As the Greek military fortifies to deal with Turkish incursion into what Athens claims are territorial waters near Cyprus to drill for oil and gas, along with a Turkish flotilla of naval escorts, the coming conflict in the Mediterranean between old Crimean War belligerents continues to heat up.
There have also been border tensions between NATO allies Turkey and Greece, where uncontrolled illegal migration from North Africa into the EU has exacerbated the situation, enabled by the northern tier Europeans.
Turkey rejected Greece’s argument that its energy exploration in the eastern Mediterranean encroaches on Greek territory, suggesting tensions in the region will remain high, wrote Bloomberg in July.
In addition, a large Russian flotilla has assembled off the Syrian coast, reported Zero Hedge.
According to the online publication, “experts are seriously concerned about the presence of at least 15 Russian warships and submarines off the coast of Syria. This is the first time such a large military formation has been seen here, which raises suspicions about whether Russia plans to engage in a military special operation against jihadists using the navy.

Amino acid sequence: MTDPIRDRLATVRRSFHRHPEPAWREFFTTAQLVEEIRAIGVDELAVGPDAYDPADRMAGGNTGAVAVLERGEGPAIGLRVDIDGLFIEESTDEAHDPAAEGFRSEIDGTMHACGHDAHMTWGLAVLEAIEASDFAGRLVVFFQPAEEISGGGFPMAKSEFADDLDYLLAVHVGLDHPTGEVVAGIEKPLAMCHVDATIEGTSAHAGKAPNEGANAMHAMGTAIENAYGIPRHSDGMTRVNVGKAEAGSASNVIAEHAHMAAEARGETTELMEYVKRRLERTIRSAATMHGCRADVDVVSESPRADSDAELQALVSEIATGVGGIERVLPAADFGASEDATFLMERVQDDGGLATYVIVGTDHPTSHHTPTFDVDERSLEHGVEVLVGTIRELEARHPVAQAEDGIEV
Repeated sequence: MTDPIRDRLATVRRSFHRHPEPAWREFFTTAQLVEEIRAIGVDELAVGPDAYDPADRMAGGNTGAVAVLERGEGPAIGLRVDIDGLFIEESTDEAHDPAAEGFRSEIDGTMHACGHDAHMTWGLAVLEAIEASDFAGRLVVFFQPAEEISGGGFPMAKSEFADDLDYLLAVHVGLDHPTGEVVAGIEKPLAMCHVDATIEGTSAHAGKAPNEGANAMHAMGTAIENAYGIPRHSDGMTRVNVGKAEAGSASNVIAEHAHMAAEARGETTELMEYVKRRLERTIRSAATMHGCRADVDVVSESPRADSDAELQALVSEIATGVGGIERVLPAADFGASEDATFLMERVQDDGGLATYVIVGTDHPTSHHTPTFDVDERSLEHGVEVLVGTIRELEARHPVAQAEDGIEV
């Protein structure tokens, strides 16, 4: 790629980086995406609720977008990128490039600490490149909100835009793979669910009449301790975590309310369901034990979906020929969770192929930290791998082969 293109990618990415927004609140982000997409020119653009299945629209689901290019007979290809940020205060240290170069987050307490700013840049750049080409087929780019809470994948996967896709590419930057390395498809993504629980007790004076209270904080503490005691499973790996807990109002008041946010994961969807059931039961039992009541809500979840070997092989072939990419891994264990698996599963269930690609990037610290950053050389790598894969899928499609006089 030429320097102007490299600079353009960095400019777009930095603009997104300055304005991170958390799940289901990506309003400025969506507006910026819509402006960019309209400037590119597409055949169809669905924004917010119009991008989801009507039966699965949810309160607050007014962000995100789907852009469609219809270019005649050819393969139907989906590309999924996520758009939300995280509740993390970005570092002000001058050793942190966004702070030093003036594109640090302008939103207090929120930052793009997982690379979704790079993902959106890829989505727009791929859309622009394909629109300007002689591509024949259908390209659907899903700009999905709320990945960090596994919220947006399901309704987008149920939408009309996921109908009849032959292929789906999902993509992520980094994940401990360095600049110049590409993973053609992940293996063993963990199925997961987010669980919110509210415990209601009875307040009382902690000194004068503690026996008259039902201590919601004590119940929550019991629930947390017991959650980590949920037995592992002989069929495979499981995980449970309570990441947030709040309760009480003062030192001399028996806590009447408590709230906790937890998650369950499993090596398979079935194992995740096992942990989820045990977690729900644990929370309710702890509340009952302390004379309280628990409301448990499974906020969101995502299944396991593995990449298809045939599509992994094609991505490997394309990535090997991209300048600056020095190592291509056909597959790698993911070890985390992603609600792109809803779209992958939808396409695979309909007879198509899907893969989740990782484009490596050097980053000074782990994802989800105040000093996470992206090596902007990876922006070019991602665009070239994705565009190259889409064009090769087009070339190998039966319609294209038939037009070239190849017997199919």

Last week Turkey held naval ‘live fire exercises in the region, after France and other European nations threatened sanctions against Ankara for its activities near Cyprus.
Turkey and Russia are also at odds in Syria, and Libya, for territorial control and access to oil fields in the area. Russia fears Turkey may annex parts of Syria it ruled during the Ottoman Empire.
In any event, Turkish President Recep Erdogan looks to expand Turkish influence in the Mediterranean and on the world stage, while his friend to the north, Russian President Vladimir Putin, tries to do the same in the same sandbox.
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